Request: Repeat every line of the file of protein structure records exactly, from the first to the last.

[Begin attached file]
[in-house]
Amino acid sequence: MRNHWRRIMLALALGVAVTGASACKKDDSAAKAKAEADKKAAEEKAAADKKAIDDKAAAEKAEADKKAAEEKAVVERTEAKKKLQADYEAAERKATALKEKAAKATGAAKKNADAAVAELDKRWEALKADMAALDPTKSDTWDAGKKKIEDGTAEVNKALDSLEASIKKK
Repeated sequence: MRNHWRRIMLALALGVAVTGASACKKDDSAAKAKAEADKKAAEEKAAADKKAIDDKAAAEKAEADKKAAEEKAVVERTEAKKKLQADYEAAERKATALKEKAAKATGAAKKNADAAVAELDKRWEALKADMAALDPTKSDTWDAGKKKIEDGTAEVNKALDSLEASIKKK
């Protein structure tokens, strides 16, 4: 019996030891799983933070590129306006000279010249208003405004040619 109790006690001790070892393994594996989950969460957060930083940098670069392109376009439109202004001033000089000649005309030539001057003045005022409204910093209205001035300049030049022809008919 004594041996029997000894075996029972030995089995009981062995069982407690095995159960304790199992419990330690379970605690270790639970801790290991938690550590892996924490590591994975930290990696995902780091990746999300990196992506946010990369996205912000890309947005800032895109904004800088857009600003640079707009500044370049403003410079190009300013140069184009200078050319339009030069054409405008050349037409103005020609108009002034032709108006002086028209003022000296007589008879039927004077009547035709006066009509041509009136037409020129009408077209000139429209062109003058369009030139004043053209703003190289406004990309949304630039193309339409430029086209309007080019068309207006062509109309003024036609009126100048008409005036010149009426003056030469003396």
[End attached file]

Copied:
[in-house]
Amino acid sequence: MRNHWRRIMLALALGVAVTGASACKKDDSAAKAKAEADKKAAEEKAAADKKAIDDKAAAEKAEADKKAAEEKAVVERTEAKKKLQADYEAAERKATALKEKAAKATGAAKKNADAAVAELDKRWEALKADMAALDPTKSDTWDAGKKKIEDGTAEVNKALDSLEASIKKK
Repeated sequence: MRNHWRRIMLALALGVAVTGASACKKDDSAAKAKAEADKKAAEEKAAADKKAIDDKAAAEKAEADKKAAEEKAVVERTEAKKKLQADYEAAERKATALKEKAAKATGAAKKNADAAVAELDKRWEALKADMAALDPTKSDTWDAGKKKIEDGTAEVNKALDSLEASIKKK
């Protein structure tokens, strides 16, 4: 019996030891799983933070590129306006000279010249208003405004040619 109790006690001790070892393994594996989950969460957060930083940098670069392109376009439109202004001033000089000649005309030539001057003045005022409204910093209205001035300049030049022809008919 004594041996029997000894075996029972030995089995009981062995069982407690095995159960304790199992419990330690379970605690270790639970801790290991938690550590892996924490590591994975930290990696995902780091990746999300990196992506946010990369996205912000890309947005800032895109904004800088857009600003640079707009500044370049403003410079190009300013140069184009200078050319339009030069054409405008050349037409103005020609108009002034032709108006002086028209003022000296007589008879039927004077009547035709006066009509041509009136037409020129009408077209000139429209062109003058369009030139004043053209703003190289406004990309949304630039193309339409430029086209309007080019068309207006062509109309003024036609009126100048008409005036010149009426003056030469003396």